Most email service providers (like GetResponse, shown in the example below) allow you to search your subscriber list for specific criteria. Search yours for emails containing Gmail to determine the number of Gmail addresses your emails reach.

Of course, this isn’t the whole picture. There are likely more people that use Gmail for business with their own domains. So although their emails do not say Gmail, they open their emails in the Gmail web browser or app.

Another consideration for using email markup is tracking. If you rely heavily on the ability to track email opens and clicks to trigger autoresponders and other marketing automation actions, you may not want to give your subscribers the option to bypass opening your email and clicking on your link.

Once you’ve determined the approximate number of Gmail users you reach and whether you need the ability to track email actions, your next job is to see if you qualify to use email markup.

Register for email markup with Google

Before you can use email markup, you must register with Google. Google will check to make sure you meet email sender quality guidelines, bulk sender guidelines, and action / schema quality guidelines.

Here are some of the key guidelines you need to know. Emails must be authenticated via DKIM or SPF. The domain of your from email must match the signed-by or mailed-by header.

You must send a minimum of a hundred emails per day to Gmail users for a few weeks before applying. Google will want to see that you have a very, very low rate of spam complaints from Gmail recipients.

Bulk email guidelines include using the same IP address to send bulk mail, using the same from email address, only adding subscribers to your list that have opted in (preferably with a double opt-in or confirmation), and allowing list members to unsubscribe easily. These guidelines will not only help you get approved for use of email markup, but will also help your emails get delivered to more Gmail users without being marked as spam.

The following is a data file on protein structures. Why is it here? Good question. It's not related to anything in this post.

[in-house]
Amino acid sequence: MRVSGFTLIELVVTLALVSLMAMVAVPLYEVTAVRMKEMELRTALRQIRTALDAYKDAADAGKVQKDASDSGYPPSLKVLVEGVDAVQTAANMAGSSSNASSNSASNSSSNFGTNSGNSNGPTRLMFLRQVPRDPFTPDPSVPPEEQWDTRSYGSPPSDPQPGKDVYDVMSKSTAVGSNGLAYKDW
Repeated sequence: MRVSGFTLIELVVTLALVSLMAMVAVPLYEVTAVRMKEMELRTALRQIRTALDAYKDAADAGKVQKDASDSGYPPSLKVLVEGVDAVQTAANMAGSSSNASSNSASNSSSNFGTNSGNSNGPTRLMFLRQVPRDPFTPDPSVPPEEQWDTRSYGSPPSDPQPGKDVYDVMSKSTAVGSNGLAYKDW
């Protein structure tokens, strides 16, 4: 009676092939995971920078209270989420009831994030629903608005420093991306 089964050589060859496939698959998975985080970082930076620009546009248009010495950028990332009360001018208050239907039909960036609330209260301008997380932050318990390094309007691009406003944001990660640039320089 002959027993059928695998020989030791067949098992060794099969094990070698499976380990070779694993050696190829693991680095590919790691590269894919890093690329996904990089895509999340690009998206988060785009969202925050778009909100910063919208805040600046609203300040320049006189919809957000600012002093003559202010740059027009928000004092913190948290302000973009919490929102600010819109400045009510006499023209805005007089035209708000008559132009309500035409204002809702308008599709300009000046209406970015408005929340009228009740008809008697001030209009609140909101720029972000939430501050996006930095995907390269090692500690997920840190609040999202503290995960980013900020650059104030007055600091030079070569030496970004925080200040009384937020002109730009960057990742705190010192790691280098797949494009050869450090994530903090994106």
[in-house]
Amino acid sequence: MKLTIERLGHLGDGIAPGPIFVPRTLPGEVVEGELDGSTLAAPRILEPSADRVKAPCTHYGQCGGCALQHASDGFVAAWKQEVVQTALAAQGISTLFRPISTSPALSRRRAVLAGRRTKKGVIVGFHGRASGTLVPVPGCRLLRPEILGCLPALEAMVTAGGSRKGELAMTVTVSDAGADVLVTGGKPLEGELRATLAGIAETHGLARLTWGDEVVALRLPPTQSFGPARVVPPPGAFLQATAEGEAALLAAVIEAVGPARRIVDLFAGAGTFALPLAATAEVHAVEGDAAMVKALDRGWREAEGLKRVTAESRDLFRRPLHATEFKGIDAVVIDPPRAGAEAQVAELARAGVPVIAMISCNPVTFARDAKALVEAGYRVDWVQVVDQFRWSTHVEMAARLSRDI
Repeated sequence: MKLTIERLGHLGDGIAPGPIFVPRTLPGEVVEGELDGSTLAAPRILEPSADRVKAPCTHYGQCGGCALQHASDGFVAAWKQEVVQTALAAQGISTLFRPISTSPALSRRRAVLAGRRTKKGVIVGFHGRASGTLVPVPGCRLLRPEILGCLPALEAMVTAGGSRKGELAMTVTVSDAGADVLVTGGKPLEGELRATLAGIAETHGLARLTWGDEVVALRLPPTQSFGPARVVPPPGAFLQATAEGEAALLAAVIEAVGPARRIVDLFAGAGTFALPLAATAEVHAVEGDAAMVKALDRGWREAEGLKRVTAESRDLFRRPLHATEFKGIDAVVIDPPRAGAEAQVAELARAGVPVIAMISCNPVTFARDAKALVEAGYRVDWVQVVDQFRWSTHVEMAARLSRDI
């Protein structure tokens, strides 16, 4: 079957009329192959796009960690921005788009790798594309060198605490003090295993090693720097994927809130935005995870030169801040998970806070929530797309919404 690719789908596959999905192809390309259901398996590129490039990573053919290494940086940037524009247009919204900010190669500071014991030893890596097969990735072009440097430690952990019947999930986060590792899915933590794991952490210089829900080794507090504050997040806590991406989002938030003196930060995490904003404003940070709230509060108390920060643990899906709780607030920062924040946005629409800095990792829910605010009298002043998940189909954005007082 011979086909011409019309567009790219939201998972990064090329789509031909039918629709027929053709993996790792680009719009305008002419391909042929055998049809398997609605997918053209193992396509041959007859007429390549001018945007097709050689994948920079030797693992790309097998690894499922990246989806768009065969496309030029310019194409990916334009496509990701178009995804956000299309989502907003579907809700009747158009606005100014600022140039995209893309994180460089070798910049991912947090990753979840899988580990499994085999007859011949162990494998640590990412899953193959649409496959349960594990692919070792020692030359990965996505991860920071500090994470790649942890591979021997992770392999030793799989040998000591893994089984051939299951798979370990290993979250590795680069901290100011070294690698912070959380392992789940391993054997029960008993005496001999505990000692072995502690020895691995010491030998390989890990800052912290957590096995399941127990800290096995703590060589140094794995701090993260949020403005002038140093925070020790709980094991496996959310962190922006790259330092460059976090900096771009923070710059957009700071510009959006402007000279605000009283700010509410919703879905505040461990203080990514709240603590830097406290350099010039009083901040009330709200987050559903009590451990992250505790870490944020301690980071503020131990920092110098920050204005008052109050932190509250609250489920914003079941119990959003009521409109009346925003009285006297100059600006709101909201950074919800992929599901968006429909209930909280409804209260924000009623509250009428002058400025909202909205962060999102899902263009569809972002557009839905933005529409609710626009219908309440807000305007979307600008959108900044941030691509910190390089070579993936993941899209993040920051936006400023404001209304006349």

Action / schema guidelines boil down to making sure you use the appropriate action markup when possible. When an action markup is not available, or the process is more complex than can be handled inside Gmail, a go-to action should be used. Go-to actions should link directly to a page where the email recipient can complete the action as labeled on the call to action button.

An introduction to email markup actions

Actions created by email markup allow email recipients to interact with your business, product, or service within Gmail. There are currently four types of actions to choose from using email markup.

One-click actions

One-click actions are those where a task can be completed with one click within Gmail or Inbox. For example, when someone signs up for an email list, they need to confirm their subscription.

One-click actions are broken into two categories: confirm actions and save actions. The above example is a confirm action. Save actions can include adding an item to a queue or saving a coupon. Both confirm and save actions can only be interacted with once.

RSVP actions

RSVP actions allow email recipients to confirm whether they will attend an event using an invite from Google Calendar. Your email will include the event card you usually see in emails from meeting invites.

Having people confirm their attendance to your event will help ensure that they don’t forget by getting it on their calendar.

Review actions

Review actions allow email recipients to add a star and comment review for your business, products, and services right from the subject line of their email in Gmail.

You can see an end-to-end example of the scripting necessary to create a review action for a restaurant to get reviews from a Gmail user’s inbox to the Datastore using Python.

Go-to actions

Actions that do not fall under the above types are considered go-to actions. These are used when you need to take an email recipient to your website to complete an action that is too complex to be handled within the recipient’s Gmail or Inbox app.

All of the following are examples of go-to actions that take email recipients to do things on another website.

The call to action on these can be customized, so you are not limited to just viewing orders, tracking packages, and opening discussions. You can tailor them for specific uses, such as resetting a password, reviewing questionable transactions on your credit cards, and updating payment information.

An introduction to email markup Highlights

Another use for email markup is Highlights. Highlights summarize key information from specific types of email for users of the Inbox app. For example, Highlights are used for these order confirmations to show the products ordered.

Another example is this flight reservation using Highlights to show the round-trip flights purchased.